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http://dx.doi.org/10.3324/haematol.2017.182907DOI Listing
http://www.ncbi.nlm.nih.gov/pmc/articles/PMC5927982PMC
May 2018

Outcomes of CLL patients treated with sequential kinase inhibitor therapy: a real world experience.

Blood 2016 11 6;128(18):2199-2205. Epub 2016 Sep 6.

Tufts University Medical Center, Boston, MA; and.

B-cell receptor kinase inhibitor (KI) therapy represents a paradigm shift in chronic lymphocytic leukemia (CLL) management, but data on practice patterns after KI discontinuation and optimal sequencing are limited. We conducted a multicenter, retrospective, comprehensive analysis on 178 patients with CLL (ibrutinib = 143; idelalisib = 35) who discontinued KI therapy. We examined responses, toxicity, post-KI therapies, and overall survival (OS). Patients had a median of 3 prior therapies (range 0-11); del17p (34%), p53 mutation (27%), del11q (33%), and complex karyotype (29%). Overall response rate (ORR) to first KI was 62% (complete response 14%). The most common reasons for KI discontinuation were toxicity (51%), CLL progression (29%), and Richter transformation (RT) (8%). Median progression-free survival (PFS) and OS from KI initiation were 10.5 and 29 months, respectively. Notably, initial KI choice did not impact PFS or OS; however, RT portended significantly inferior OS (P = .0007). One hundred fourteen patients received subsequent salvage therapy following KI discontinuation with an ORR to subsequent KI at 50% and a median PFS of 11.9 months. Median PFS in KI-intolerant patients treated with an alternate KI was not reached vs 7 months for patients with CLL progression. In summary, these data demonstrate that toxicity was the most common reason for KI discontinuation, that patients who discontinue KI due to toxicity can respond to an alternate KI, and that these responses may be durable. This trial was registered at www.clinicaltrials.gov as #NCT02717611 and #NCT02742090.
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http://dx.doi.org/10.1182/blood-2016-05-716977DOI Listing
November 2016

Phase 1 trial of rituximab, lenalidomide, and ibrutinib in previously untreated follicular lymphoma: Alliance A051103.

Blood 2016 11 3;128(21):2510-2516. Epub 2016 Oct 3.

Lombardi Comprehensive Cancer Center, Medstar Georgetown University Hospital, Washington, DC.

Chemoimmunotherapy in follicular lymphoma is associated with significant toxicity. Targeted therapies are being investigated as potentially more efficacious and tolerable alternatives for this multiply-relapsing disease. Based on promising activity with rituximab and lenalidomide in previously untreated follicular lymphoma (overall response rate [ORR] 90%-96%) and ibrutinib in relapsed disease (ORR 30%-55%), the Alliance for Clinical Trials in Oncology conducted a phase 1 trial of rituximab, lenalidomide, and ibrutinib. Previously untreated patients with follicular lymphoma received rituximab 375 mg/m on days 1, 8, 15, and 22 of cycle 1 and day 1 of cycles 4, 6, 8, and 10; lenalidomide as per cohort dose on days 1 to 21 of 28 for 18 cycles; and ibrutinib as per cohort dose daily until progression. Dose escalation used a 3+3 design from a starting dose level (DL) of lenalidomide 15 mg and ibrutinib 420 mg (DL0) to DL2 (lenalidomide 20 mg, ibrutinib 560 mg). Twenty-two patients were enrolled; DL2 was determined to be the recommended phase II dose. Although no protocol-defined dose-limiting toxicities were reported, a high incidence of rash was observed (all grades 82%, grade 3 36%). Eleven patients (50%) required dose reduction, 7 because of rash. The ORR for the entire cohort was 95%, and the 12-month progression-free survival was 80% (95% confidence interval, 57%-92%). Five patients developed new malignancies; 3 had known risk factors before enrollment. Given the increased toxicity and required dose modifications, as well as the apparent lack of additional clinical benefit to the rituximab-lenalidomide doublet, further investigation of the regimen in this setting seems unwarranted. The study was registered with www.ClinicalTrials.gov as #NCT01829568.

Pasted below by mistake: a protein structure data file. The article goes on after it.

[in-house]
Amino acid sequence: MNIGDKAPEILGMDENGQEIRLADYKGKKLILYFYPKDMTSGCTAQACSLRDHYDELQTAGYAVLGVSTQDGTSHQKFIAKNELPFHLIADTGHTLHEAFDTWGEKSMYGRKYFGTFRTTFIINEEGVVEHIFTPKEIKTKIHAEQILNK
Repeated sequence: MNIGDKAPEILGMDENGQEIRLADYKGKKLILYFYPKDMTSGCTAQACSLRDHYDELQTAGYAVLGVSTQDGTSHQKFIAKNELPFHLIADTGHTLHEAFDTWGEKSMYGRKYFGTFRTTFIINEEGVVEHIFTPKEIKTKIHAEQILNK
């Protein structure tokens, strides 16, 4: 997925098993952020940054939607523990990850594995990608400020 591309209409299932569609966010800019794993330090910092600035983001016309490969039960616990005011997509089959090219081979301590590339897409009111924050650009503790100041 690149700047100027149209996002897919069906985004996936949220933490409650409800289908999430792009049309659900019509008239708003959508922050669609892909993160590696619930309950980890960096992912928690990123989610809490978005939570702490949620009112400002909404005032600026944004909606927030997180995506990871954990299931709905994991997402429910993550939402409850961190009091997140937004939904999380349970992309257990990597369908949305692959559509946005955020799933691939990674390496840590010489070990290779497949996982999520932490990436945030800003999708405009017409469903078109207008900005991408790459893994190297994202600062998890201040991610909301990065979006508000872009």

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http://dx.doi.org/10.1182/blood-2016-06-718106DOI Listing
http://www.ncbi.nlm.nih.gov/pmc/articles/PMC5123195PMC
November 2016

Overestimated value of FDG-PET based bone marrow evaluation in lymphoma: Response to Adams and Kwee.

Br J Haematol 2017 10 8;179(2):337-339. Epub 2016 Jul 8.

Lombardi Comprehensive Cancer Center, Medstar Georgetown University Hospital, Washington, DC, USA.

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http://dx.doi.org/10.1111/bjh.14216DOI Listing
October 2017

(18) F-FDG PET-CT and trephine biopsy assessment of bone marrow involvement in lymphoma.

Br J Haematol 2016 08 20;174(3):410-6. Epub 2016 Apr 20.

Lombardi Comprehensive Cancer Center, Medstar Georgetown University Hospital, Washington, DC, USA.

The ability of positron emission tomography-computerized tomography (PET-CT) to accurately detect bone marrow involvement (BMI) has been suggested in Hodgkin lymphoma (HL) and diffuse large B-cell lymphoma (DLBCL), but its abilities in other histologies is less established. The aim of this retrospective study was to confirm the role of PET-CT in detecting BMI in DLBCL and HL, and to explore its usefulness in other subtypes. Of the 149 newly diagnosed patients, common subtypes included DLBCL, follicular lymphoma (FL) and HL. In DLBCL, the sensitivity and specificity of PET-CT at diagnosis were 75% and 92%. In FL, the sensitivity and specificity of PET-CT were 67% and 85% at diagnosis, and 73% and 89% at relapse. In HL, the sensitivity and specificity were 100% and 74%. PET-CT was able to detect BMI in patients with negative biopsies. Most of the patients in which PET-CT failed to identify BMI were already advanced stage by imaging. In this analysis, PET-CT was highly accurate for detecting BMI at diagnosis in DLBCL and HL and highly specific in FL at diagnosis and relapse. Results also suggested the diagnostic advantage of PET-CT over bone marrow biopsy in detecting BMI. Prospective evaluation is necessary and may eliminate biopsies in future patients.
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http://dx.doi.org/10.1111/bjh.14071DOI Listing
August 2016